There is no dispute that the trustee successfully and lawfully avoided JP Morgan Chase’s mortgage under § 544, or that he is able to preserve some benefit to the estate pursuant to § 551. The only dispute is exactly what that benefit may be. Traverse would have it that the trustee merely replaces JP Morgan Chase as mortgagee. The trustee contends he now is in the shoes of a homeowner. Specifically, he asserts that he may sell the property, satisfying the liens encumbering it, funding Traverse’s exemption in proper order (if proceeds reach that far), and holding any surplus for the estate (if the proceeds reach that far).
The trustee is correct. Before bankruptcy, Traverse could have sold her home, providing she allocated sufficient proceeds to answer for the liens affixed to it. Back then, had she sold her home, her obligations to JP Morgan Chase and CitiBank would have had to have been satisfied to convey clear title. (That there may have arisen a priority battle between mortgagees would be of no consequence to her; she was bound to answer for each.) When Traverse filed her petition, all of her legal and equitable interests in her home became property of her bankruptcy estate under § 541(a)(1). As Traverse herself concedes, her rights to possession and redemption transferred to the estate, subject to the mortgage liens. With a valid homestead exemption, Traverse extricated from the estate such value as might remain after the mortgages were satisfied. Avoiding JP Morgan Chase’s mortgage did not render the trustee an assignee, subject to mortgage covenants and state foreclosure law. Rather, it left him in the homeowner’s shoes, with the added benefit that funds that would otherwise be allocated to “pay off” the JP Morgan Chase mortgage would enrich the estate. JP Morgan Chase still possessed its contractual right to payment, now shorn of security, and would take from the estate pro rata with other unsecured creditors. This is the meaning of avoidance and preservation. A debtor may obtain the benefit of lien avoidance under limited circumstances, where the lien attached in a nonconsensual transaction and other circumstances, absent here, obtain. 11 U.S.C. §§ 522(f), (g), (h), (i).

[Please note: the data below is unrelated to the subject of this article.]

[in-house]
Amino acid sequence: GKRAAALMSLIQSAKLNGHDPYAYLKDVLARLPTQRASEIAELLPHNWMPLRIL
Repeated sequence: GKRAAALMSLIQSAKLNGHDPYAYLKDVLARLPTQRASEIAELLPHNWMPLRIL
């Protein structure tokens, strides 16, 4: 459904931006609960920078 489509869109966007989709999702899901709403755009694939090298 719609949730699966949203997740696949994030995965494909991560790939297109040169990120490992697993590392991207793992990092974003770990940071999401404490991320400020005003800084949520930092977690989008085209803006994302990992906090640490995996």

Summary judgment was properly entered. The trustee dutifully exercised his strong-arm powers, providing the estate the benefit of JP Morgan Chase’s mortgage lien. Traverse retains all the benefits of the homestead exemption she holds, all that she could have expected when she claimed it.
The bankruptcy court did not err in granting summary judgment in favor of the trustee, and we therefore AFFIRM.